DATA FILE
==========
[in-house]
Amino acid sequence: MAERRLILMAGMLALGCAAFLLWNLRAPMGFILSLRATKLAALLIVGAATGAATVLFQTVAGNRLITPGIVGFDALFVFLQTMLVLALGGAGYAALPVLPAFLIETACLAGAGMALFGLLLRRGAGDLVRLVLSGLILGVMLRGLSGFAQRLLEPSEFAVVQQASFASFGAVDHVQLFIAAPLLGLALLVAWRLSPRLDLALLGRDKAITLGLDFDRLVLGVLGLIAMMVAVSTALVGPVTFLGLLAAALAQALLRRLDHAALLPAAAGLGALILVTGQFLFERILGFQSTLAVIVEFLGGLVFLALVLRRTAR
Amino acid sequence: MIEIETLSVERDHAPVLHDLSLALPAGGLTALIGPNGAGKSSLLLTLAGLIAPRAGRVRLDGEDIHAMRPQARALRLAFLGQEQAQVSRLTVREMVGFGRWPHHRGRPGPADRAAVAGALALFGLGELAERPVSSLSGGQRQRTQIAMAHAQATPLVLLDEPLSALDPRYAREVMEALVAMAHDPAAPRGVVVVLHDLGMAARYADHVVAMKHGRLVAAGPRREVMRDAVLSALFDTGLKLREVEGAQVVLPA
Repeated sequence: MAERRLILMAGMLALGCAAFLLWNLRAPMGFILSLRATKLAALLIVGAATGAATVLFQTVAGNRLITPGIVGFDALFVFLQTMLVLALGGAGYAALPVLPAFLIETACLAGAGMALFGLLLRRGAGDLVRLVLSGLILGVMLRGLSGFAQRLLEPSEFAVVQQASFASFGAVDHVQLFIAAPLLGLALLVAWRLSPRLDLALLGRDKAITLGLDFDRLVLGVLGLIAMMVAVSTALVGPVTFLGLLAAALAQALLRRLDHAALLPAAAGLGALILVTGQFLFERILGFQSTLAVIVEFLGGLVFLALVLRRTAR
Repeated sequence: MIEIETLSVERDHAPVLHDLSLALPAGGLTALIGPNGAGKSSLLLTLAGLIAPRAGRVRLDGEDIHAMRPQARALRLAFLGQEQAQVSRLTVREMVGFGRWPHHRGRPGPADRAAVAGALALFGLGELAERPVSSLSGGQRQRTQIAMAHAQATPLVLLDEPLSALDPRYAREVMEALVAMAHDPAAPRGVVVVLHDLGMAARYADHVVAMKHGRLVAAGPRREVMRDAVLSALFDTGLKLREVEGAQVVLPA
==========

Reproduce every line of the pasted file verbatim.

[in-house]
Amino acid sequence: MAERRLILMAGMLALGCAAFLLWNLRAPMGFILSLRATKLAALLIVGAATGAATVLFQTVAGNRLITPGIVGFDALFVFLQTMLVLALGGAGYAALPVLPAFLIETACLAGAGMALFGLLLRRGAGDLVRLVLSGLILGVMLRGLSGFAQRLLEPSEFAVVQQASFASFGAVDHVQLFIAAPLLGLALLVAWRLSPRLDLALLGRDKAITLGLDFDRLVLGVLGLIAMMVAVSTALVGPVTFLGLLAAALAQALLRRLDHAALLPAAAGLGALILVTGQFLFERILGFQSTLAVIVEFLGGLVFLALVLRRTAR
Amino acid sequence: MIEIETLSVERDHAPVLHDLSLALPAGGLTALIGPNGAGKSSLLLTLAGLIAPRAGRVRLDGEDIHAMRPQARALRLAFLGQEQAQVSRLTVREMVGFGRWPHHRGRPGPADRAAVAGALALFGLGELAERPVSSLSGGQRQRTQIAMAHAQATPLVLLDEPLSALDPRYAREVMEALVAMAHDPAAPRGVVVVLHDLGMAARYADHVVAMKHGRLVAAGPRREVMRDAVLSALFDTGLKLREVEGAQVVLPA
Repeated sequence: MAERRLILMAGMLALGCAAFLLWNLRAPMGFILSLRATKLAALLIVGAATGAATVLFQTVAGNRLITPGIVGFDALFVFLQTMLVLALGGAGYAALPVLPAFLIETACLAGAGMALFGLLLRRGAGDLVRLVLSGLILGVMLRGLSGFAQRLLEPSEFAVVQQASFASFGAVDHVQLFIAAPLLGLALLVAWRLSPRLDLALLGRDKAITLGLDFDRLVLGVLGLIAMMVAVSTALVGPVTFLGLLAAALAQALLRRLDHAALLPAAAGLGALILVTGQFLFERILGFQSTLAVIVEFLGGLVFLALVLRRTAR
Repeated sequence: MIEIETLSVERDHAPVLHDLSLALPAGGLTALIGPNGAGKSSLLLTLAGLIAPRAGRVRLDGEDIHAMRPQARALRLAFLGQEQAQVSRLTVREMVGFGRWPHHRGRPGPADRAAVAGALALFGLGELAERPVSSLSGGQRQRTQIAMAHAQATPLVLLDEPLSALDPRYAREVMEALVAMAHDPAAPRGVVVVLHDLGMAARYADHVVAMKHGRLVAAGPRREVMRDAVLSALFDTGLKLREVEGAQVVLPA